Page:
The freedom we get from having mobile phones?

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Sunshine Meadows

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My Aunt is very poorly and so we only keep in touch via text message on her phone, Yesterday was her birthday and I spent the day worried about getting no reply from the birthday text I sent. It is selfish of me to be relieved at this mornings news talking about the O2 network being down, my Aunt will text me when she can.

All this set me to thinking about how things were back in the 1980s when if a taxi did not turn up you had to be able to walk to a phone box and rebook the taxi. If a friend or relative was late picking me up I would just have to sit and wait. The outcome was an obvious one I stopped going out and trying to do things because the stress my lack of mobility was too much for me. This was when I could no longer use a bicycle to get around and about, and years before I got my first NHS wheelchair that weighed a ton.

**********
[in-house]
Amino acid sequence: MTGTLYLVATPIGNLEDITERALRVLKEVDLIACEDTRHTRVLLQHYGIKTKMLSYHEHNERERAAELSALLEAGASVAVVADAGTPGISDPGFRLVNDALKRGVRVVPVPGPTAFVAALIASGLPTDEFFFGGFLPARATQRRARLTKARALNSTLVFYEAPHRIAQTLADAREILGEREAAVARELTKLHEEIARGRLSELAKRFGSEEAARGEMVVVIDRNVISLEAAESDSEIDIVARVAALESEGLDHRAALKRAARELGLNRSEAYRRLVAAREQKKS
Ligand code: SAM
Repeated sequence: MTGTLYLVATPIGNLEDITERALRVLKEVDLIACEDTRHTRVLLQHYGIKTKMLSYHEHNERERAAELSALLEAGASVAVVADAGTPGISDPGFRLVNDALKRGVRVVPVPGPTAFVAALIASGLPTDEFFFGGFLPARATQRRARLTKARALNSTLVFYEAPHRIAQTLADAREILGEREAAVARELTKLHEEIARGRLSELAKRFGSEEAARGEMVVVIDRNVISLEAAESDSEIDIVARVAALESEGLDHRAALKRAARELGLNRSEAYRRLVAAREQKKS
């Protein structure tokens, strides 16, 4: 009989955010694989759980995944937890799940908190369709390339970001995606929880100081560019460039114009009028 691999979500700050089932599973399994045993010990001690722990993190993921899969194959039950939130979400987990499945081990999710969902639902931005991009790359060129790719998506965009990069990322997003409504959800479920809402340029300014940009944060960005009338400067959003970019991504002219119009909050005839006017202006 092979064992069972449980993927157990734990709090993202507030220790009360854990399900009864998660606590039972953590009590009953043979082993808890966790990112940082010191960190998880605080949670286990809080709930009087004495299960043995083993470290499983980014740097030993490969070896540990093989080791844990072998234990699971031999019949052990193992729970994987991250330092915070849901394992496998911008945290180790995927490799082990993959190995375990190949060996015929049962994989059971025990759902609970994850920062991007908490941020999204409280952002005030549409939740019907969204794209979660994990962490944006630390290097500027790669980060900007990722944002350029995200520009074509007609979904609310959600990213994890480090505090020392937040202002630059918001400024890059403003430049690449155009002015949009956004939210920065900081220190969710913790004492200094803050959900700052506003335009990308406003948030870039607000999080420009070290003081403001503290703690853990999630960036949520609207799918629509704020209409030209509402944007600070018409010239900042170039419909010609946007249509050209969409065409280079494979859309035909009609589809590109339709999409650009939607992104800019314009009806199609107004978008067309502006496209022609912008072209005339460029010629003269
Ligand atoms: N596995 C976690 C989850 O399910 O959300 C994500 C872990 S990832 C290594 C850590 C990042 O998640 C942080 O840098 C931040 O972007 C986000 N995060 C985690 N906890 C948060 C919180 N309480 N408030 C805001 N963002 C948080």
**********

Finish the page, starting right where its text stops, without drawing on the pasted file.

I realise the freedom people get from having mobile phones are not only mobility related so I am interested in hearing what you have to say.

lankou

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The problem I have is knowing where the local "not spots" are for mobile phones. Signal in my home is rubbish and from 500 yards South, non existent.

Fiz

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I have real anxiety around phones and only occasionally speak to my dd when she needs to talk and very rarely anyone else. So texting to me is an absolute essential for me to connect with anyone at all. Living alone, it feels like an absolute essential to life.

And I often think back to days without them and wonder how we managed!

JLR2

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Me and mobile phones >lol<   I don't even try to text, my not having a clue how to find text on my phone >doh< so even when there's a message sent to me I have problems trying to find wherever the heck it is. I have a smart phone which I bought in Berlin which comes with two cards, one is for use when in Berlin the other is a UK based card, my use of this phone is limited to using it as a....mobile phone, I phone the family in Glasgow to let them know I've arrived in the city and likewise my friend in Berlin for the same purpose. Outside of these calls I simply don't use the thing preferring to make my calls from my landline when I can record calls.